You can tell a lot about parents by the names they bestow upon their children, whether they’re classic choices, family names or trendy monikers that have nothing to do with their own heritage or culture. (One curious French phenomenon: boys named “Steeve.”) Browse paint swatches from many paint companies and you will be struck by a cringe-worthy palette of corny, pretentious epithets that strain to be cute, provocative or edgy and are often embarrassing to say aloud, like Shy Cherry from Benjamin Moore; Masked Mauve from Dulux; or Online from Sherwin-Williams.
But one distinguished and long-running paint company’s conversation-starting paint names seem designed to add a layer of intrigue to the colors themselves. Farrow & Ball has long been a favorite of decorators for its water-based, eco-friendly paints made with deep natural pigments. But the British paint company, founded in 1946, has also become known for its eccentric paint names, from the gray-toned Elephant’s Breath to a bright green labeled Arsenic to the unforgettably appellated Dead Salmon, a dark peachy pink. Attention-seeking, sure, but these names are rooted in more than quirkiness and come with a back story.
In an email, Farrow & Ball director Sarah Cole told me: “When choosing names for our paint colors it’s really important to us that they are emotive; they are as much a part of the color as the colors themselves!”
The macabre-sounding Dead Salmon comes from a painting bill for a Kedleston library built in 1805. “The ‘Dead’ reflected the paint finish used–Dead Flat–while ‘Salmon’ refers to the warm red tone of the color,” Cole said. “The name of our vibrant green paint, Arsenic, makes reference to Napoleon in a playful way. The green verdigris colour was first used as the ground for our Napoleonic Bee Wallpaper; however Napoleon was also thought to have been poisoned by the Arsenic used to make the pigment for his green wallpaper in his bathroom in St Helena.”
Cole calls Elephant’s Breath “one of our most quirky paint names.” But the phrase has a long history. It was used by the legendary 20th-century English decorator John Fowler, and the name has also been attributed to his decorating partner Nancy Lancaster. And in her 2009 glossary of color names, Elephant’s Breath and London Smoke, author Deb Salisbury demonstrates that the name has even deeper origins, citing it in various sources starting in 1874, when elephant’s breath is described as being all the rage, “a beautiful shade of blue with a sort of mistiness about it.” A 1880 reference paints it as “a pale olive-green hue,” fashionable in silks a few years prior; in 1909 it becomes a “cool purple-gray.” (Farrow & Ball’s interpretation is perhaps best described as a warm purple-gray.) Salisbury also quotes E.J. Taylor’s Colour-Sense Training and Colour Usage from 1908 on the possible origins of the name, accusing “the Parisian modiste” of inventing “new names for old hues.”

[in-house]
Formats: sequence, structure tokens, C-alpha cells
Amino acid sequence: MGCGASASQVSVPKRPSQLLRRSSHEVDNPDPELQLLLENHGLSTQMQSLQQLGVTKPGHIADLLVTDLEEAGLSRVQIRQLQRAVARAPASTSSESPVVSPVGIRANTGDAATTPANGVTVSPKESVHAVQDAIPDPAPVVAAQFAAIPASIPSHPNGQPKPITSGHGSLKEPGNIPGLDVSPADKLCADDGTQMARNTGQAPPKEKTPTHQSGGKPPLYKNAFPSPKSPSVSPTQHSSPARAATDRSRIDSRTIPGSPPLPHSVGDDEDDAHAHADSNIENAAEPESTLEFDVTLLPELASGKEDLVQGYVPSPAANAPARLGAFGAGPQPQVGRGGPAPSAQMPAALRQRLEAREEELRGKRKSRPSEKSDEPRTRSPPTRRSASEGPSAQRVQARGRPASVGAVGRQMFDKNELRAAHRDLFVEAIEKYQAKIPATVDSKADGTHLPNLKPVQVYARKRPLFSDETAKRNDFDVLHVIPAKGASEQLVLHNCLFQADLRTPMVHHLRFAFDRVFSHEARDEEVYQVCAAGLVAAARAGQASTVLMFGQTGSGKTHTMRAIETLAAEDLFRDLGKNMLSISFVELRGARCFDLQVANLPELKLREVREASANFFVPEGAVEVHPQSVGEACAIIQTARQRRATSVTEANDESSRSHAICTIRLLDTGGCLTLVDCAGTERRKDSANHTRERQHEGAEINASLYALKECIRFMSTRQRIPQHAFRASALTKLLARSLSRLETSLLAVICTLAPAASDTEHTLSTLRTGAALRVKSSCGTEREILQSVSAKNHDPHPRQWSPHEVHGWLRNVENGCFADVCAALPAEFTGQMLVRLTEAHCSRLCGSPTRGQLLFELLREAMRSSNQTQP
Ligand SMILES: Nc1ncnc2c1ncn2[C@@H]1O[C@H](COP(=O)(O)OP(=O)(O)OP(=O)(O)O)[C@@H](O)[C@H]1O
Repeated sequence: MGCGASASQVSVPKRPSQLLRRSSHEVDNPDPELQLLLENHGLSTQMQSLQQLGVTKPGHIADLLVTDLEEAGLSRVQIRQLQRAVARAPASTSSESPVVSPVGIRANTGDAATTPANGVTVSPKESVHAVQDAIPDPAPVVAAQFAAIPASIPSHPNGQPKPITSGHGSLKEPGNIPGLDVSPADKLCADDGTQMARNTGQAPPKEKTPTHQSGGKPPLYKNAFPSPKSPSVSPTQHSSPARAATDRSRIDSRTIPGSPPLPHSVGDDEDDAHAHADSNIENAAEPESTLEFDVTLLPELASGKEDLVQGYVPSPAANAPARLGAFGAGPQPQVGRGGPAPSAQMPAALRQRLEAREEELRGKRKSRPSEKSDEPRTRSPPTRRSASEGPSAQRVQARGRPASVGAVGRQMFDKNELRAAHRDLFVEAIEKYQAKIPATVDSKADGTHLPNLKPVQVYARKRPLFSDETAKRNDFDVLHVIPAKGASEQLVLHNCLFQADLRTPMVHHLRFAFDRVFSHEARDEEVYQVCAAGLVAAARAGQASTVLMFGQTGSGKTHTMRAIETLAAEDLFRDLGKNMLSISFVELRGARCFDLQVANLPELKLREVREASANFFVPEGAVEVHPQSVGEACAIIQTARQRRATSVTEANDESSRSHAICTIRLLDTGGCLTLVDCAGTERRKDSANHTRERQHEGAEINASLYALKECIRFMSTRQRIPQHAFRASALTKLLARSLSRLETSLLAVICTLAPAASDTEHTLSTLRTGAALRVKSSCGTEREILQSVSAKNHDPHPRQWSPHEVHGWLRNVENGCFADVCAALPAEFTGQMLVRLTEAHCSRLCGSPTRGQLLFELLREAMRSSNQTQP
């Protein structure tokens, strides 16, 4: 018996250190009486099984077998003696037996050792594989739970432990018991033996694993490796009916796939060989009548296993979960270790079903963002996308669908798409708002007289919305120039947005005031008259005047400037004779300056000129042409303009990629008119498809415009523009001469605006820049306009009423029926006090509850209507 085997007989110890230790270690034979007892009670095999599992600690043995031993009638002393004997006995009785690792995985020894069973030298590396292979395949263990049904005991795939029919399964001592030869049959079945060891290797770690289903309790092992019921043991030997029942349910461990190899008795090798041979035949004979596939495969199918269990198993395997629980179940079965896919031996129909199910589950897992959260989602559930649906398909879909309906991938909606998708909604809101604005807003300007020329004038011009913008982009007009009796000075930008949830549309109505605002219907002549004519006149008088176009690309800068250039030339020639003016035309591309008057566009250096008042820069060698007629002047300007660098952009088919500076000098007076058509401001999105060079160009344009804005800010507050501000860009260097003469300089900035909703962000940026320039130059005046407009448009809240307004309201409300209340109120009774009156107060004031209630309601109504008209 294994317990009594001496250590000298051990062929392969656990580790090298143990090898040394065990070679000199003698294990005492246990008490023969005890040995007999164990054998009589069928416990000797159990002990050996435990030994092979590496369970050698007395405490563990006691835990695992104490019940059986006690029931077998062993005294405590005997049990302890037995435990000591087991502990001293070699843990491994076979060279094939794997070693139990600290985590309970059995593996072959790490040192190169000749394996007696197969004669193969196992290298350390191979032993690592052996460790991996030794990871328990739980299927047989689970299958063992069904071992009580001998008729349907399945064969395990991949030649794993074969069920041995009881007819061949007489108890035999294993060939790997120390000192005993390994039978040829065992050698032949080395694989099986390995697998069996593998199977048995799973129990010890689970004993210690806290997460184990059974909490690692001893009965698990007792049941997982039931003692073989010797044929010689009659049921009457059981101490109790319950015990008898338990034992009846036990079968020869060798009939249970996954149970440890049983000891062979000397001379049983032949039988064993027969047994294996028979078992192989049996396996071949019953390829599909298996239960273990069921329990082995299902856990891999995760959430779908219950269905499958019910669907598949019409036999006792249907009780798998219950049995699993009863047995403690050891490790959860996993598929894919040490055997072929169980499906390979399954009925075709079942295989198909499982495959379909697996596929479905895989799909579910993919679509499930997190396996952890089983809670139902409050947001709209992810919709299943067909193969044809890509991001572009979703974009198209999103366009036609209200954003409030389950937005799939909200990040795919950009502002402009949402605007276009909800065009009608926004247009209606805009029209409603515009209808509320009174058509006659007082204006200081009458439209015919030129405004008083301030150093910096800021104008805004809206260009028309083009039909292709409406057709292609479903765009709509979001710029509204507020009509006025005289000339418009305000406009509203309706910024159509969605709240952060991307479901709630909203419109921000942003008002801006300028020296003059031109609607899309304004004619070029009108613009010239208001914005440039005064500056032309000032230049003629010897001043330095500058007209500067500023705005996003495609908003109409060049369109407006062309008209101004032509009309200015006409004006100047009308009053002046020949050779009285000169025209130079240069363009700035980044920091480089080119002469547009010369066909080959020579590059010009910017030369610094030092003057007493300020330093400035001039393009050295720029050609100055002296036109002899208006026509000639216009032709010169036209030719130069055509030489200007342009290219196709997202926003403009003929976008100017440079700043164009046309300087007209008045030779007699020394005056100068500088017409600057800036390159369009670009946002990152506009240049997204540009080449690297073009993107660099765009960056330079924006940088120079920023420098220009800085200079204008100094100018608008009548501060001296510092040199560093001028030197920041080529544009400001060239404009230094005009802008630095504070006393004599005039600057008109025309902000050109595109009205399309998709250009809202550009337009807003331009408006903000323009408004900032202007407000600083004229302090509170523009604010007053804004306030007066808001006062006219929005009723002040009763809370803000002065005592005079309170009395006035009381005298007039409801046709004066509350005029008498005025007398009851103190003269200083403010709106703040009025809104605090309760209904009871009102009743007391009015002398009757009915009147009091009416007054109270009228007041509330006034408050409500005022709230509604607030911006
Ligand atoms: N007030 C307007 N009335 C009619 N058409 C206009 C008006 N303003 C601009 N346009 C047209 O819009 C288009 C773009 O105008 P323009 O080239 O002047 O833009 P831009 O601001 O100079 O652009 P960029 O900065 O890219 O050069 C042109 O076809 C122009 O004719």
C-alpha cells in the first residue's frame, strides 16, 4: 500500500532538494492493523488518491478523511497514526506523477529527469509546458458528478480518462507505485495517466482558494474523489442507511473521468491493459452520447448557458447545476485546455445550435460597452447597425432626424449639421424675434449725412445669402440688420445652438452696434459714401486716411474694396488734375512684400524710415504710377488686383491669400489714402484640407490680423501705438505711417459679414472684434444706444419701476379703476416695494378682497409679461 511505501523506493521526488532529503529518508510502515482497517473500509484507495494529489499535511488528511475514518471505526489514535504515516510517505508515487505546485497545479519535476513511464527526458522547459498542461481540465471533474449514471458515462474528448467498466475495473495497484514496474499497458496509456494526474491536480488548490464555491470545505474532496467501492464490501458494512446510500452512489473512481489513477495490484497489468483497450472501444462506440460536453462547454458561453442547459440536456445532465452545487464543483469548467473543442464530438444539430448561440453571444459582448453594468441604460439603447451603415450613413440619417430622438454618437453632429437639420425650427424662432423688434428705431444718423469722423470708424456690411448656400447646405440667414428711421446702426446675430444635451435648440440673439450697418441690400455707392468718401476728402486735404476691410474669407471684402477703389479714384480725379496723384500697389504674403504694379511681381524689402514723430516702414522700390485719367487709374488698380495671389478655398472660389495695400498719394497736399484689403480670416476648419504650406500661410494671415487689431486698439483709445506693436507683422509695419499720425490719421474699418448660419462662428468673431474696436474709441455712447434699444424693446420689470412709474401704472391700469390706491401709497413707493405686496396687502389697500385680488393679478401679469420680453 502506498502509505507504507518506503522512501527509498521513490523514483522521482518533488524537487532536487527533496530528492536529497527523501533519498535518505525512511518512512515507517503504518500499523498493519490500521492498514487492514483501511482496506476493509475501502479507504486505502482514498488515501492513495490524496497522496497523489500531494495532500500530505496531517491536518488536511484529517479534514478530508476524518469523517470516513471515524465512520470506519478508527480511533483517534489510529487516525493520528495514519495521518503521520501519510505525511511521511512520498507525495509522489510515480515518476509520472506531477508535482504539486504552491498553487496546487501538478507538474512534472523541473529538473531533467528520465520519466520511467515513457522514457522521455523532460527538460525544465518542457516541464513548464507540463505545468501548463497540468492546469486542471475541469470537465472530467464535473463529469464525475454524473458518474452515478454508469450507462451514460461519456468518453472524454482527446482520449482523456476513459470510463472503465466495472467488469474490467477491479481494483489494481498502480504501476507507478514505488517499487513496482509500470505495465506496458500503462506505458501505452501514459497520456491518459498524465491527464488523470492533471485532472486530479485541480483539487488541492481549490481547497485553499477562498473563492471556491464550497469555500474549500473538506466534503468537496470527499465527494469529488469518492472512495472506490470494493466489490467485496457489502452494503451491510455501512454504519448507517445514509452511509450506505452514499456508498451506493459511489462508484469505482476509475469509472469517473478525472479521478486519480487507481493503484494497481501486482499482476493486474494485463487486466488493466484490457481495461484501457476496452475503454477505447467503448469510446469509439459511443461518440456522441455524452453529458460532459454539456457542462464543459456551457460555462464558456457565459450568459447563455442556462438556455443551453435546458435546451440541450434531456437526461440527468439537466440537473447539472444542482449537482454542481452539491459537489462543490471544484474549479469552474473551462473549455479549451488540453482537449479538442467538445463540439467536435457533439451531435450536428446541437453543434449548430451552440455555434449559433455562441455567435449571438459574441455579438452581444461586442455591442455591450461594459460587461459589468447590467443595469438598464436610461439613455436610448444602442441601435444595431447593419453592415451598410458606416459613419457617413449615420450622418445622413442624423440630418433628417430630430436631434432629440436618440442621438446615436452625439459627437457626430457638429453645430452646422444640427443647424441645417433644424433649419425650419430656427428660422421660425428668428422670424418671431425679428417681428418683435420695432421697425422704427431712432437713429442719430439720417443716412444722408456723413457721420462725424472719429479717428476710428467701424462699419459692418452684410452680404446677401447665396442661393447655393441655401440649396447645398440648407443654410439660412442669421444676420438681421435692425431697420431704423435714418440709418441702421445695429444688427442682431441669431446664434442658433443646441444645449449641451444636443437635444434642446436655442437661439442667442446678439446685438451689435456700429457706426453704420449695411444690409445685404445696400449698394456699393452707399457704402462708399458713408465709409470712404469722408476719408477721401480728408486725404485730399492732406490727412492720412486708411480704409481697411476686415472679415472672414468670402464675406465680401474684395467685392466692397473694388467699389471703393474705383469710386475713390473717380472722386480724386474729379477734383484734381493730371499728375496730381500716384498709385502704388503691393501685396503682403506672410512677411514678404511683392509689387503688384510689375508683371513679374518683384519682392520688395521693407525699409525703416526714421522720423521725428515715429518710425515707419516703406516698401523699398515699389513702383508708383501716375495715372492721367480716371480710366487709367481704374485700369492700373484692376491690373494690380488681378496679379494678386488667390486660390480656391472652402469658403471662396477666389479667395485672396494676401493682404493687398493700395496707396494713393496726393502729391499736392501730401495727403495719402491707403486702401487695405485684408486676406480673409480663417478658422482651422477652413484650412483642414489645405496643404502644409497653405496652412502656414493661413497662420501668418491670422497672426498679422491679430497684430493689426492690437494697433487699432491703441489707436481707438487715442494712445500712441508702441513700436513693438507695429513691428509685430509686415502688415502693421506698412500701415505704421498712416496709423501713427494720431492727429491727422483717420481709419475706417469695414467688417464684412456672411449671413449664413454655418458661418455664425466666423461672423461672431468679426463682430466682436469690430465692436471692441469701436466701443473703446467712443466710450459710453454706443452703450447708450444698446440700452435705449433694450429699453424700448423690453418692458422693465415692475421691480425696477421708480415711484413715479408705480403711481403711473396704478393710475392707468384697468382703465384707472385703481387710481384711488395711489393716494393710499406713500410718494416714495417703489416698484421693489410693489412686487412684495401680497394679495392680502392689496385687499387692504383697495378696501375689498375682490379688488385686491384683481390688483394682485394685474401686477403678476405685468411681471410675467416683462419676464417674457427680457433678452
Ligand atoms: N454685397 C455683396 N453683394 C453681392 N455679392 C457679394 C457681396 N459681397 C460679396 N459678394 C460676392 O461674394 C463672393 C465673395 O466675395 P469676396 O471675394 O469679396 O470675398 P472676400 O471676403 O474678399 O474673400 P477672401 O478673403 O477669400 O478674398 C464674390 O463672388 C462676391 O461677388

“We are also inspired by colors we find at beautiful historic houses,” Cole said. “St Giles Blue and Hardwick White, for example, are both named after the homes they were found in. We are based in Dorset, a southern coastal county in England, so we also choose names that reflect our heritage; Dimpse [a pale gray] is named after the West Country term for the fading light at twilight, and Mizzle [a greenish gray] is the local term for the mixture of mist and drizzle.”
Cole says that Farrow & Ball often looks to nature for inspiration. Many of this year’s colors echo the Dorset landscape, including a richly colored Stiffkey Blue based on “the extraordinary color of the mud” found at Stiffkey Beach in Norfolk.
But not all of Farrow & Ball’s paint color names are abstract. One of this year’s new colors is the plainly named Yellowcake, “a classic bright yellow named to reflect the revival of the ‘homemade.’” Similarly bold hues were often used in 1960s kitchens (and my grandmother’s vintage bathroom), but Farrow & Ball’s Yellowcake has modern-day appeal.
“Colors such as Charlotte’s Locks and our new pink shade Nancy’s Blushes are named after the fiery red hair and rosy cheeks of people we know,” Cole said. “It’s a fun, creative process that helps to bring our colors to life.”